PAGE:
I am so pleased to host Catherine Stine, brilliant author of many books. She is one of those versatile authors who have written in a variety of genres. Today, she is here to talk about her latest release, “Fireseed One”, a futuristic thriller involving lots of twists and turns. When asked where she got idea for this book, she said, “From pain can come beauty and soulful meaning.” To know more about the ideas behind this book and her writing journey so far, read on! Oh yeah! Also look out for the surprise giveaway at the end of this interview, great news...right? :-)

RG: Why did you become a writer? Did some person or incident in life inspire you?
I was always writing stories and illustrating them. In fourth grade I decided to write a novel. I got to the third chapter and couldn’t figure out how to do the rest. But by sixth grade, I’d written my first fantasy, called "A Better World" about kids who escape from an attic window to an exotic jungle world. My teacher Xeroxed copies for all my classmates!

RG: Why did you choose to write a futuristic thriller?
More and more, I love to write suspenseful page-turners. I love plot twists and turns; a book that keeps you up at night. And I love speculating on the future. But it has to have romance. Fireseed One does! Varik and Marisa have a very fire and ice love affair.

RG: What books have you published so far and what are they about?
My young adult novel is called Refugees. It’s about two modern refugees: Dawn, a runaway from San Francisco and Johar, a boy from Afghanistan, and how their paths connect in unexpected ways. I’ve also written middle grade fiction: A Girl’s Best Friend, a choose-your-own-adventure for girls.

RG: If you could be a character from your books, who would you be? Why?
I’d choose Marisa from Fireseed One because she’s beautiful, rich, and pretty wild. She joins a terrorist organization and gets into big trouble, but in the process she gets to hang out with a famous and handsome marine biologist’s son, Varik, and travel with him into exotic desert lands in search of a magical hybrid plant. She changes in shocking ways, but I won’t say how! You have to read "Fireseed One" to find out.

RG: Where do you get ideas for your stories and characters?
Everywhere! From people I meet, from odd articles, from parts of myself, from issues that upset or fascinate me. One of the inspirations for Fireseed One came from a dark place: the shocking news that a very old friend had been murdered while snorkelling. I dedicated the novel to her. From pain can come beauty and soulful meaning.

RG: Would you like to give some writing tips for those who want to venture into writing fiction?
Writing is revision! In your story, make the stakes high. Do lots of free-writes and outlining before you even start that novel, it’ll save you time and big headaches. Get into a committed writing group with people whose writing you respect, and workshop. Read a ton of good novels, you learn so much about writing that way.

RG: Do you think book blogs play a vital role in getting books across to readers?
For sure! Some of the most avid readers are online book reviewers, and readers flock to good review sites to look for novels. The online community is great, very generous and helpful about paying it forward. You do need to find your proper audience though. If you write nonfiction, don’t approach a reviewer who likes mysteries. On the other hand, you never know who might fall in love with your novel. It can be quite surprising.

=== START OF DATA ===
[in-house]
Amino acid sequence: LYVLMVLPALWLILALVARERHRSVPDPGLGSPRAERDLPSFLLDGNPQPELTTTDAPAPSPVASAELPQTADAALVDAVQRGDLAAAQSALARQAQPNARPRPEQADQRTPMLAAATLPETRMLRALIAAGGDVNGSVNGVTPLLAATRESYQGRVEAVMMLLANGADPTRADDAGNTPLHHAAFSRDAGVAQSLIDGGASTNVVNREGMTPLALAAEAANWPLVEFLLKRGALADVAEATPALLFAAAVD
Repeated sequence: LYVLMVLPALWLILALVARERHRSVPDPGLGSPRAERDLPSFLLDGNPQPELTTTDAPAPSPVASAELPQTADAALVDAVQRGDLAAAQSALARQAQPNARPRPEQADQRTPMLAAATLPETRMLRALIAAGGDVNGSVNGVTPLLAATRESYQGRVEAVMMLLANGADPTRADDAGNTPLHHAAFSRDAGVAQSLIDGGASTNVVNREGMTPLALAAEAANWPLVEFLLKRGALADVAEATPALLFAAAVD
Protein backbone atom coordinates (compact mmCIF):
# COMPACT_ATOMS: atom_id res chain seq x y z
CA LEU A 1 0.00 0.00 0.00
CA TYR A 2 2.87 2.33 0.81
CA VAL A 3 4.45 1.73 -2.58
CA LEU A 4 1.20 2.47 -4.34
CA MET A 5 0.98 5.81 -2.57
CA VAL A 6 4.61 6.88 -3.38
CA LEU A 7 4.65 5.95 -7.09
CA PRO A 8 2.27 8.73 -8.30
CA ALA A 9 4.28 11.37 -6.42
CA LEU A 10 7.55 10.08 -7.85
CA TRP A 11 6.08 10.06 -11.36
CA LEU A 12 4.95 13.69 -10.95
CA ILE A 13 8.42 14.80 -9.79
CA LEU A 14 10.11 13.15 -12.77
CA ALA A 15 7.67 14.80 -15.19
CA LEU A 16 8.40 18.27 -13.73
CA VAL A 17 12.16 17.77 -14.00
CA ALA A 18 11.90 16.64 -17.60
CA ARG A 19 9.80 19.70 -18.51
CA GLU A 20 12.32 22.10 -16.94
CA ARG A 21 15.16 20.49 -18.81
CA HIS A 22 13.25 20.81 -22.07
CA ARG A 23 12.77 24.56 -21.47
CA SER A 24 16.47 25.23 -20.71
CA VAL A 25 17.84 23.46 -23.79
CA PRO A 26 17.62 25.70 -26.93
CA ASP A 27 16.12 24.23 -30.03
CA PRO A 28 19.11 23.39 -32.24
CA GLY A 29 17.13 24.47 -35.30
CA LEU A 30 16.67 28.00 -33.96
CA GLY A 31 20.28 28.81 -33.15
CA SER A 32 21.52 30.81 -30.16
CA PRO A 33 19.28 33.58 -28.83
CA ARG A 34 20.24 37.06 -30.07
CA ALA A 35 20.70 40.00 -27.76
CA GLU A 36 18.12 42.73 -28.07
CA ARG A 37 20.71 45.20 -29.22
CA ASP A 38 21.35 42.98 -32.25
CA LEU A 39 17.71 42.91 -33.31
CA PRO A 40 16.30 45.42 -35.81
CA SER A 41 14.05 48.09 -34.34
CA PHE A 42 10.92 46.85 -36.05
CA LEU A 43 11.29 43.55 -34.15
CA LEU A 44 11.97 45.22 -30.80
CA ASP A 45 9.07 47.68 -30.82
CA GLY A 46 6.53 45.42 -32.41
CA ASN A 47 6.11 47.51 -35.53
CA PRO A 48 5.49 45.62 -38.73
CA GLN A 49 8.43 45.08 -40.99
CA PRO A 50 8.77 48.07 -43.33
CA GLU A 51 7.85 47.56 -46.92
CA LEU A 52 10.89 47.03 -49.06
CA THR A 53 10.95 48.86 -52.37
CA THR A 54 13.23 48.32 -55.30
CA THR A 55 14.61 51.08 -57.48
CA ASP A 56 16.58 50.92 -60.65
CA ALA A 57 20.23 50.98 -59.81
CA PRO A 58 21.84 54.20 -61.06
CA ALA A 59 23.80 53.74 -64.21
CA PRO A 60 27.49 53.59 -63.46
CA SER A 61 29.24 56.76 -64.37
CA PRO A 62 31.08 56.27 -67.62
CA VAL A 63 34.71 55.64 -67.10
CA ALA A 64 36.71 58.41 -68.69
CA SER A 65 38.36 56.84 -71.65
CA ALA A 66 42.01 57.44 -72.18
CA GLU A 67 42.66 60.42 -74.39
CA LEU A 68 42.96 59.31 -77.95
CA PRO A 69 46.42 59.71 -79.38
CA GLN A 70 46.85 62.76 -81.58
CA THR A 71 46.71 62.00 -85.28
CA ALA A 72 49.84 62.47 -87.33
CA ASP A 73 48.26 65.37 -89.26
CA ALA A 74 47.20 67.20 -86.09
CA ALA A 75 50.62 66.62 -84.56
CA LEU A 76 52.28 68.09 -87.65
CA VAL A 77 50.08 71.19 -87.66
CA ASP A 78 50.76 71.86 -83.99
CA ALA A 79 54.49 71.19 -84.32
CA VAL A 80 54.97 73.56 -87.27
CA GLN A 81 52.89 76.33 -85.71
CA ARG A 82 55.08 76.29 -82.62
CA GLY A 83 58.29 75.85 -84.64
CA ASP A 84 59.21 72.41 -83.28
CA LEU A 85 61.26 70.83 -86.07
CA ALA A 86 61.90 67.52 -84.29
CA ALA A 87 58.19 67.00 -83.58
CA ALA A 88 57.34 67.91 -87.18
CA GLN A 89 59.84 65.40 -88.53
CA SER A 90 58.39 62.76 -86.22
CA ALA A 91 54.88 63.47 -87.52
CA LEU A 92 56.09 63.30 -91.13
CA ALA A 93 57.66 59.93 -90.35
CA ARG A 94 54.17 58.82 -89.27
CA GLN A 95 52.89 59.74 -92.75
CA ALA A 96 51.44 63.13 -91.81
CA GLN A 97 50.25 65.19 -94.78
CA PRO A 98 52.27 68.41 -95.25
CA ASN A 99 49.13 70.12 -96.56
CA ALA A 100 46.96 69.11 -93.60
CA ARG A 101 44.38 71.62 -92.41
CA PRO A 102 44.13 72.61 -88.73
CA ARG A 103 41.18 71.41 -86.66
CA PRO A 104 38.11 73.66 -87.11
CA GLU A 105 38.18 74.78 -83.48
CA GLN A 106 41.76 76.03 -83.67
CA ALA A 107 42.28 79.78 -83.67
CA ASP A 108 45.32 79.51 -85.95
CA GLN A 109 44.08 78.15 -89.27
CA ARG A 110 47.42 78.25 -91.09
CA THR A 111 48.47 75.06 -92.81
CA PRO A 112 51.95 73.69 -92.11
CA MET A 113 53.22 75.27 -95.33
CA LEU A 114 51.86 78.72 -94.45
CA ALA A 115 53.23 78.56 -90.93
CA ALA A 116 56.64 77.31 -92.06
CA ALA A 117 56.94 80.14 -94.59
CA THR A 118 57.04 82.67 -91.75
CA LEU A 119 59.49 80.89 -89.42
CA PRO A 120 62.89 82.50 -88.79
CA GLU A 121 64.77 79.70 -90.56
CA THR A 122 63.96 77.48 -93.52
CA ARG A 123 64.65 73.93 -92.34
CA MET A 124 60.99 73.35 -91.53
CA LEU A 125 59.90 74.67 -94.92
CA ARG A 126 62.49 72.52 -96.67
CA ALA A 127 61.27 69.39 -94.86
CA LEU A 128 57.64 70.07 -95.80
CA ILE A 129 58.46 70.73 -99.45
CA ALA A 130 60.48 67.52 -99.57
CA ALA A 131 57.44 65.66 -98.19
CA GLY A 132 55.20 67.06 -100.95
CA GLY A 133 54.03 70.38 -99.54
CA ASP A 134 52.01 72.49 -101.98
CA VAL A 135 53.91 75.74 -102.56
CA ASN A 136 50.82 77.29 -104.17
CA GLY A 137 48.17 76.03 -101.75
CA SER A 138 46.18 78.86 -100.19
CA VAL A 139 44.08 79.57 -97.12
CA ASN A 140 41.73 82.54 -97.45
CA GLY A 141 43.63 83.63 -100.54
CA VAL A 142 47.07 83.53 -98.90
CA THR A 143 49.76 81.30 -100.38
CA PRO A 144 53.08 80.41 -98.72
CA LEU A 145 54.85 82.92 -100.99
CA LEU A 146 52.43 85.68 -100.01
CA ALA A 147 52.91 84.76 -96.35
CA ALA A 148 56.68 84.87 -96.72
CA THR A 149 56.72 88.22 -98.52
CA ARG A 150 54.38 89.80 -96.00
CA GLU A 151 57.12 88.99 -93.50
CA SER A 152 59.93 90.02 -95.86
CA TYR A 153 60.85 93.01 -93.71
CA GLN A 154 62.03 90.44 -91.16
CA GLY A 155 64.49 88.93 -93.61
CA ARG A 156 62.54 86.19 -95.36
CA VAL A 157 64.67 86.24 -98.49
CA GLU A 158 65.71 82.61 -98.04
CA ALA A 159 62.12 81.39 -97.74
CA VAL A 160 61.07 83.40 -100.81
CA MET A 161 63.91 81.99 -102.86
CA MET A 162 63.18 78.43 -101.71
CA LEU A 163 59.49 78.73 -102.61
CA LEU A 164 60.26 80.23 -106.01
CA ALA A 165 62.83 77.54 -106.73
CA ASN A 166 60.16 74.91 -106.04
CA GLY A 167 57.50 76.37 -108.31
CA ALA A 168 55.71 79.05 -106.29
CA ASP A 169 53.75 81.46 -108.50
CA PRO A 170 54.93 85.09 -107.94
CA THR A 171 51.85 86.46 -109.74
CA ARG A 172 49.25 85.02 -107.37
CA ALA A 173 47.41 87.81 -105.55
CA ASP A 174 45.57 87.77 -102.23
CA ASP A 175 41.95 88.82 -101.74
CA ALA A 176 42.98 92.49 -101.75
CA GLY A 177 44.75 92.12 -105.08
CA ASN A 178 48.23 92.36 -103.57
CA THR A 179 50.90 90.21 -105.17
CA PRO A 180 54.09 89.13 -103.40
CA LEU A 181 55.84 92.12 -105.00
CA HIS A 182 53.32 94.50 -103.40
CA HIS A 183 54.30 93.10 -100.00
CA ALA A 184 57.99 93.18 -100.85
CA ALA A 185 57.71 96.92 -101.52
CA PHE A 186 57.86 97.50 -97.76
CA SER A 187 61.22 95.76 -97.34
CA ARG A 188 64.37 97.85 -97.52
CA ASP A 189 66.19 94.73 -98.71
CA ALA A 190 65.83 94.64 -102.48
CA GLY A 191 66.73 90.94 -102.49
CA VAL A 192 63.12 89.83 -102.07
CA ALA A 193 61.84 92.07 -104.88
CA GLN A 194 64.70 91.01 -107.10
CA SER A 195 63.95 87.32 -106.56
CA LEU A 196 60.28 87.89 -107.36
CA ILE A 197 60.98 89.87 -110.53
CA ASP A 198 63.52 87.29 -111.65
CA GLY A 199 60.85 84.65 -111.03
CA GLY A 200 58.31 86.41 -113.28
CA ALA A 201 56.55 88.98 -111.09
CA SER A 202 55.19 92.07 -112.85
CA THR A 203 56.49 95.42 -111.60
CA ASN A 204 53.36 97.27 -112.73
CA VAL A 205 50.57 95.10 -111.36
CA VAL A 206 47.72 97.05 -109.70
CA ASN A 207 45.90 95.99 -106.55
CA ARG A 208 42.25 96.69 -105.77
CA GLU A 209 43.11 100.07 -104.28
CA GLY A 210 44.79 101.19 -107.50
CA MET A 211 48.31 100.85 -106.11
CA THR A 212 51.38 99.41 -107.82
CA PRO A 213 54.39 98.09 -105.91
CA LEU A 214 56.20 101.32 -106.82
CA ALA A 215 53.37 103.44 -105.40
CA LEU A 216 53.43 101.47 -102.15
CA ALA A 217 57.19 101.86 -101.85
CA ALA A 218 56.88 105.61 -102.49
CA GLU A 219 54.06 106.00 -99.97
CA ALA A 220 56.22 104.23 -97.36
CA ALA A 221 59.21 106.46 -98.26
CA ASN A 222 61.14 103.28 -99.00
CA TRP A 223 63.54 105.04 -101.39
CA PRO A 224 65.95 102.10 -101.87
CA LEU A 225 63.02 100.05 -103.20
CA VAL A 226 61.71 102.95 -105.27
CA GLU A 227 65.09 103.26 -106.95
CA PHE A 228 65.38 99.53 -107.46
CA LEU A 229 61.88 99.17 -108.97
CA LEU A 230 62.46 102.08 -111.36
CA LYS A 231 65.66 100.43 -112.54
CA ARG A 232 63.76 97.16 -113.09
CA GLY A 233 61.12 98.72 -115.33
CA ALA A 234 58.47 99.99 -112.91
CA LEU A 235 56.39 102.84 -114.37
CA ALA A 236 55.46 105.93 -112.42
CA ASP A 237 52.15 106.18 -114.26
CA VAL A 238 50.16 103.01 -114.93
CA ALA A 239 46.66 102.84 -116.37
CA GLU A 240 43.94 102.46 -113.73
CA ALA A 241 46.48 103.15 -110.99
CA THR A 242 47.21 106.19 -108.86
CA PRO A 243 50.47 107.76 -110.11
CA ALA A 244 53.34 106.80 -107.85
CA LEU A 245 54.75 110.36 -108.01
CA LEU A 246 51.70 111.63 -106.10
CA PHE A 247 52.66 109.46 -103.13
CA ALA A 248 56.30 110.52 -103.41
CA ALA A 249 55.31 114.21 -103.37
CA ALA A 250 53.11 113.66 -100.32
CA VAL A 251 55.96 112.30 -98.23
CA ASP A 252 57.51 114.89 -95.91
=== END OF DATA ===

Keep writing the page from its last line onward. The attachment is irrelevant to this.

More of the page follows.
RG: Printed books vs. E-books. What’s your take on this?
I love them both! I have a Kindle Fire, fully loaded with all kinds of ebooks. On the other hand, I still enjoy holding a paperback in my hands. And as an author who has published both traditionally and independently, I feel as if the future trend is not towards one or the other, but toward an author who can go fluidly from one to the other, depending on the project.

RG: How much time does it take you to complete a novel? What was your routine?
"Refugees" took me two years, as I was new at writing a novel, and it involved research. My first children’s book for American Girl was a manic write. I was under contract to write the darn thing in one month! I wrote a chapter a day. "Fireseed One" took me a year, but the revision, forever and a day. I’m getting faster though. I go to a writing space, and I also have a home office-full of photos of my characters.

RG: How do you balance your family life and your writing commitments?
My two boys are off in college. Glorious, I feel like a teenager again, with all of the writing time I want between teaching gigs. My hubby and I both love to work, and then have a late dinner out.
RG: Are you inspired by any particular author? Who is your favourite author?
So many! Cherie Priest is the queen of fantastic suspense. I love Nancy Werlin, who does YA thrillers. And then, the classic authors like Cormac McCarthy and Camus. It’s all good! Favorite author? Ray Bradbury, the king of lyrical tales about Mars.

RG: Among other author’s books, any character you relate to and you’ll always remember?
I adored Briony Larkin in Billingsley’s Chime. She was made to believe she was a witch who caused her twin’s terrible accident. I won’t say what happens, but it’s a real surprise. Billingsley works this idea of dreadful guilt, kneading it like taffy.

RG: I believe that there are only two categories of books: good books and bad books. In your opinion, what are the qualities of a “good book”?